Kurdish Iraq might have been India’s, had Former PM Atal Bihari Vajpayee not played Spoilsport

The fall of Saddam's statue had registered differently with Vajpayee - this scale of Western triumphalism was a source of anxiety for him

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Atal Bihari Vajpayee with Narendra Modi, Flickr

– by Saeed Naqvi

October 29, 2016: Hard to believe, but Mosul, currently in the news, would have been ours today had Atal Bihari Vajpayee not played spoilsport.

After their invasion of Iraq in April 2003, Americans realised fairly early that a full- fledged occupation for an unspecified period was not possible without allies taking responsibility to administer large swathes of the ancient land.

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Seldom has a US ambassador been more effective than David Mulford was. It took very little persuasion for External Affairs Minister Jaswant Singh, Defence Minister George Fernandez and Army Chief N.C. Vij to fall in line.

Ships were readied, battalions shortlisted, Generals chosen for India’s first imperialist adventure since the Cholas. We were going to rule a part of that country which alone of all the 52 Muslim nations had stood by us at the UN, Organisation of Islamic Conference (OIC) and elsewhere on the Kashmir issue.

I suppose it must have been self-interest which caused us to turn turtle on Iraq as soon as the Americans were in occupation of the country.

Our ambassador to Baghdad, B.B. Tyagi, even risked his life. Iraqi resistance had identified him as a diplomat who was supportive of the occupation. No wonder I was once ushered into his presence while he sat in bed, his legs outstretched, eyes wide open as in a daze, his hands on automatic weapons by both his sides. It was a frame for a possible Woody Allen war film.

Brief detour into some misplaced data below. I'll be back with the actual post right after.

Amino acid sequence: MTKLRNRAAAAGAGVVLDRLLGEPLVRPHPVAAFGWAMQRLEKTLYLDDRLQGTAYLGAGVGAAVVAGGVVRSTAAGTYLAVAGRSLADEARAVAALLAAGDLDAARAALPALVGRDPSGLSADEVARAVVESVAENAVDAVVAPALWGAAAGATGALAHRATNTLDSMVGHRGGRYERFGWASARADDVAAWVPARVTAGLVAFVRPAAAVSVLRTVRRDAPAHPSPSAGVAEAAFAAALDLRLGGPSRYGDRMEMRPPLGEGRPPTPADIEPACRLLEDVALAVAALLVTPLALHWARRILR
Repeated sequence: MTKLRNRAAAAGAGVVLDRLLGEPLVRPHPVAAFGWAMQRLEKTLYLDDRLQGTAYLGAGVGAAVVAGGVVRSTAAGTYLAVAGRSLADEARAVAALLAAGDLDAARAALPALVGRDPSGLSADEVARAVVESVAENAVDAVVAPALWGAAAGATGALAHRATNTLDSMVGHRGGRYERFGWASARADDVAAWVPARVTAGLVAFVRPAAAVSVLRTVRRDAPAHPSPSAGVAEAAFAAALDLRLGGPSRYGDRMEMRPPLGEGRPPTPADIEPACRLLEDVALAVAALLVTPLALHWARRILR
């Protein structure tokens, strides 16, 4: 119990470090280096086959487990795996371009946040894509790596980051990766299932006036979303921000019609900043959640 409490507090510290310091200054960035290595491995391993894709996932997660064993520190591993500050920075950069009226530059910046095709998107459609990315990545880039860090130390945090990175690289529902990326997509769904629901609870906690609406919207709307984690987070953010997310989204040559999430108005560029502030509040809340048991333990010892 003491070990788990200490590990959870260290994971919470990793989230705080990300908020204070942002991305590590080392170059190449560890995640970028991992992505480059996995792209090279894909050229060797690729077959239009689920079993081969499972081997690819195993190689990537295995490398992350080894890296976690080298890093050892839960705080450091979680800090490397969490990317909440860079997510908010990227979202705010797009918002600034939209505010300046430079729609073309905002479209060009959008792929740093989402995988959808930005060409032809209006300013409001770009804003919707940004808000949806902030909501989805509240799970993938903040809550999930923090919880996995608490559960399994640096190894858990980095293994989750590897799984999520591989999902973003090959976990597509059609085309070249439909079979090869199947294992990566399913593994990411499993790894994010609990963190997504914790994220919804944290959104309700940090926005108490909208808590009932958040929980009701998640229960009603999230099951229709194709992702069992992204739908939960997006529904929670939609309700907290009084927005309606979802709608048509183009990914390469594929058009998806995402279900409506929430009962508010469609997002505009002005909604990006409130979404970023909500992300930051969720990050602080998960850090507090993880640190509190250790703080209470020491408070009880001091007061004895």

Just as the first US representative, Paul Bremer, was convinced that the occupation would be a cakewalk, so was South Block and, indeed, Tyagi.

Bremer, a devout Roman Catholic, had turned up with a batch of priests who smacked their lips at the prospect of saving souls in a post Saddam Iraq. It turned out that antique smugglers did rather better, cleaning out the Baghdad museum on America’s watch.

South Block, like Bremer, had assumed that once Saddam's yoke was lifted from their necks, Iraqis would turn… Click To Tweet

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In anticipation of Iraq’s immediate future in American hands, South Block parked Tyagi in a three-star hotel in Amman where he spent mornings, afternoons, evenings watching CNN and BBC for the American progress in Iraq. The irony was that Lyse Ducet of the BBC was herself in occupation of the terrace of Amman’s Intercontinental Hotel watching her Arab staff count their worry beads, waiting for the American flag to be fluttering over all of Iraq.

Were this to happen, Tyagi would helicopter into Baghdad’s Green Zone and offer his credentials to Bremer or his Iraqi nominee.